Greg Acerra never meant to get into the baking business. A trained chef, he was getting his three restaurants off the ground and found himself lacking in the bread department. In the early 1990s, the gas station across the street from his three restaurants was for sale, and Mr. Acerra saw an opportunity.

“I thought that would be a great place to put a little bakery,” he said. “Everyone wants to own a bakery in their lifetime, so I bought the gas station and turned it into Fireking Baking Co. & Bistro.”

With two ovens, a divider, a baguette moulder, two proofers, a spiral mixer and a New York City baker named Krzysztof Ramotowski, Mr. Acerra’s bakery started up. With the added assistance of a pastry chef, the bakery made its first iteration of Fireking baked bread and pastries to serve at his restaurants, all located on the same corner in Hingham, Mass. It also sold product out of its retail storefront.

Growing ‘like a weed’

What was meant to be a simple business to supply the restaurants, however, could not be contained, and Fireking quite accidentally became a bakery wholesaler. The president of a chain of sandwich shops in Boston, Rebecca’s Cafe, called Mr. Acerra, asking for Fireking bread.

“It wasn’t our intention whatsoever to get into the wholesale baking business, but I didn’t know better. So, I bought a truck and figured we would live happily ever after,” he said. “Of course, I bought the truck and then my life turned into a 24-hour-7-day-a-week event.”

With the added wholesale business, Fireking found itself quickly outpacing its capacity. Bread was cooling in the dining room after the restaurant closed. Loaves were being sliced one at a time.

“I think the fear of failure kept me going at the time,” Mr. Acerra said. “I made a promise. I didn’t want to look like a fool.”

The requests kept coming. By word-of-mouth, other restaurants started calling for Fireking bread, and 350 square feet for production wasn’t going to cut it anymore. Mr. Acerra made the move one weekend to a space more than twice the size of the original bakery, but growth kept happening, and he had to move shortly thereafter to a 10,000-square-foot facility in Weymouth, Mass.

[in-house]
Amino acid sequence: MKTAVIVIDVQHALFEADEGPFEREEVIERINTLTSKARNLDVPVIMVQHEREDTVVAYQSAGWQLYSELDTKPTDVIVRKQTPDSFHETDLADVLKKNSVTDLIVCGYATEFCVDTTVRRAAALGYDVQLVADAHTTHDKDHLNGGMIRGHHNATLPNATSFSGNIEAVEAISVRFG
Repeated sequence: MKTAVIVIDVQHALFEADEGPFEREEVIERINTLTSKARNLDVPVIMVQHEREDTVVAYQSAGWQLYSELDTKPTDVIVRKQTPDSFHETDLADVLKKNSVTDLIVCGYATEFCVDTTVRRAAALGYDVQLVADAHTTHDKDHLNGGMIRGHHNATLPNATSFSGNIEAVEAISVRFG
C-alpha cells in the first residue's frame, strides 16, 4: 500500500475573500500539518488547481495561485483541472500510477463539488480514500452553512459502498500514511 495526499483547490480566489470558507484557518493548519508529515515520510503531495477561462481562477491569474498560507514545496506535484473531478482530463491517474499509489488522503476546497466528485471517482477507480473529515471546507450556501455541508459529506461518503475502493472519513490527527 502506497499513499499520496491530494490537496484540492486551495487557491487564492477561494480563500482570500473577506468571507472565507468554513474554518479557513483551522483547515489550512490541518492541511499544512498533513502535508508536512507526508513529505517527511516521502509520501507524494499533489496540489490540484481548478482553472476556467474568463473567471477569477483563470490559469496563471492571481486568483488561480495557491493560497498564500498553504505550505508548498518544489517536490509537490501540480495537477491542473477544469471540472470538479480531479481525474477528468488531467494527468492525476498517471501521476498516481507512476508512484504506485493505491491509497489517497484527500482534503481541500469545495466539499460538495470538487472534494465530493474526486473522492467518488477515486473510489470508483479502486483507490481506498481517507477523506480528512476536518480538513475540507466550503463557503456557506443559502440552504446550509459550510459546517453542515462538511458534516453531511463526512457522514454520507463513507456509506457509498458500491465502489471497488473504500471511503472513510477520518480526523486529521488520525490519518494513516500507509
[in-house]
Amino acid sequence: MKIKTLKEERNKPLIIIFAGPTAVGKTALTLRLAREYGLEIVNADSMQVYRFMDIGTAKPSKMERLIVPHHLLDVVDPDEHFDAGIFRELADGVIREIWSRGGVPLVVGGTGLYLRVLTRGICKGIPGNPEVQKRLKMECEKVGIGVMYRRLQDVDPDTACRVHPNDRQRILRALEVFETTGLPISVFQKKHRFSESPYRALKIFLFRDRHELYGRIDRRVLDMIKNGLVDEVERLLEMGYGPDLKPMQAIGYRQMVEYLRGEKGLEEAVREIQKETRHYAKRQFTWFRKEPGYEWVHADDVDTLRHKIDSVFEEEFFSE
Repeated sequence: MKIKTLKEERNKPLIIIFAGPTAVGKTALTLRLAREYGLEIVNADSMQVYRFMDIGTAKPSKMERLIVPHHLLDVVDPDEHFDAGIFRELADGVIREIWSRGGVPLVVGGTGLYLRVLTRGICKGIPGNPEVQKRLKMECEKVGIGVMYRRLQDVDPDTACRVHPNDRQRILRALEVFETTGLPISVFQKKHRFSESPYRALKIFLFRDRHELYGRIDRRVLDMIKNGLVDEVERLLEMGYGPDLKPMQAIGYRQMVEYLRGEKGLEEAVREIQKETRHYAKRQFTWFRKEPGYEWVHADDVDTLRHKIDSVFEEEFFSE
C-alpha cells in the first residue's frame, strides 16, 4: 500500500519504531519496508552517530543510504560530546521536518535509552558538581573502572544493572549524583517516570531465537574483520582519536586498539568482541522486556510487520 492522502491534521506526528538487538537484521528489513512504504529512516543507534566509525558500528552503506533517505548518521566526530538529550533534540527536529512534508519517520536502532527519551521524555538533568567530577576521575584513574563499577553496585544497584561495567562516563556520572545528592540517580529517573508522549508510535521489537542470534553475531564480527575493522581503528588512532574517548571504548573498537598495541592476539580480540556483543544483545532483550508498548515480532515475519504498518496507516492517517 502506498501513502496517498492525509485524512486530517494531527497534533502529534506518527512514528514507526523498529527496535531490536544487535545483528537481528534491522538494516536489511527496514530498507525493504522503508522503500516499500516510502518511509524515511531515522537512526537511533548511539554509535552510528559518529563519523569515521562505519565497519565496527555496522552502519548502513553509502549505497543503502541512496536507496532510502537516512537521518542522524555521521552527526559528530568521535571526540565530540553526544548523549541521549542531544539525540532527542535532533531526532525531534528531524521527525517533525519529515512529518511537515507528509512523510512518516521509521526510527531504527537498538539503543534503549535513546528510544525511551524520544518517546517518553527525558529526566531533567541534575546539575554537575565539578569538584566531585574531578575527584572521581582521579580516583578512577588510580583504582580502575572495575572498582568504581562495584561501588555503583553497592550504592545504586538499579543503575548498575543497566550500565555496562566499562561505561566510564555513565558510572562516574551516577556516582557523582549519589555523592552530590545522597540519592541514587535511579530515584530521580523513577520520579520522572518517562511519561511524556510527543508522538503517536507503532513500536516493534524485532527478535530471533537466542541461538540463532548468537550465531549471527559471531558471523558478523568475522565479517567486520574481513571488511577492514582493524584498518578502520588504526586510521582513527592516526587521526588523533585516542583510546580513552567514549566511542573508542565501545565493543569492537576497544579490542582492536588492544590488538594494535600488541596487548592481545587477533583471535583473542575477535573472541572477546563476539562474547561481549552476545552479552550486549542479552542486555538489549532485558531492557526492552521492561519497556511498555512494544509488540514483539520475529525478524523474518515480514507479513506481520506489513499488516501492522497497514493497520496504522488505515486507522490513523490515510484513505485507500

Mr. Acerra thought, surely, this would be the last time he transplanted the bakery.

“I moved over there into a building that, in my lifetime, I never thought I would fill,” he said.

And for almost 13 years, Fireking existed in that building, expanding from one rack to six and one deck oven to two 8-door units. By 2002, Fireking had ditched pastries and was only focusing on bread, and still the business was bursting at the seams.

In 2012, Mr. Acerra bought the current 40,000-square-foot facility in Braintree, Mass., that houses Fireking today. Again, he thought this would be the last time Fireking would move, but already, he’s purchased 26,000 square feet next door in which he plans to eventually expand some manufacturing.

“It grew like a weed, the business,” Mr. Acerra said of the bakery before moving it to Braintree. “I was trying to slow the growth down. I still didn’t have a sales person; it was all word-of-mouth. If a sales person had brought in accounts, I would have probably been upset because I couldn’t handle the load.”

Today, Fireking mostly serves food service customers, but instead of being a slave to his own distribution system, Mr. Acerra outsourced sales and delivery to distributors. He still has a small route, though, and Fireking still handles deliveries to its original wholesale customer, Rebecca’s Cafe. The company still sees double-digit growth, never lower than 20% annually. The frozen finished baked business is booming even more, at about 30% annual growth and has taken Fireking outside of New England to mid-Atlantic states, Florida, Las Vegas and California. To accommodate this ever-expanding business, Mr. Acerra needed to upgrade his equipment.

To read the full story, visit Baking Business.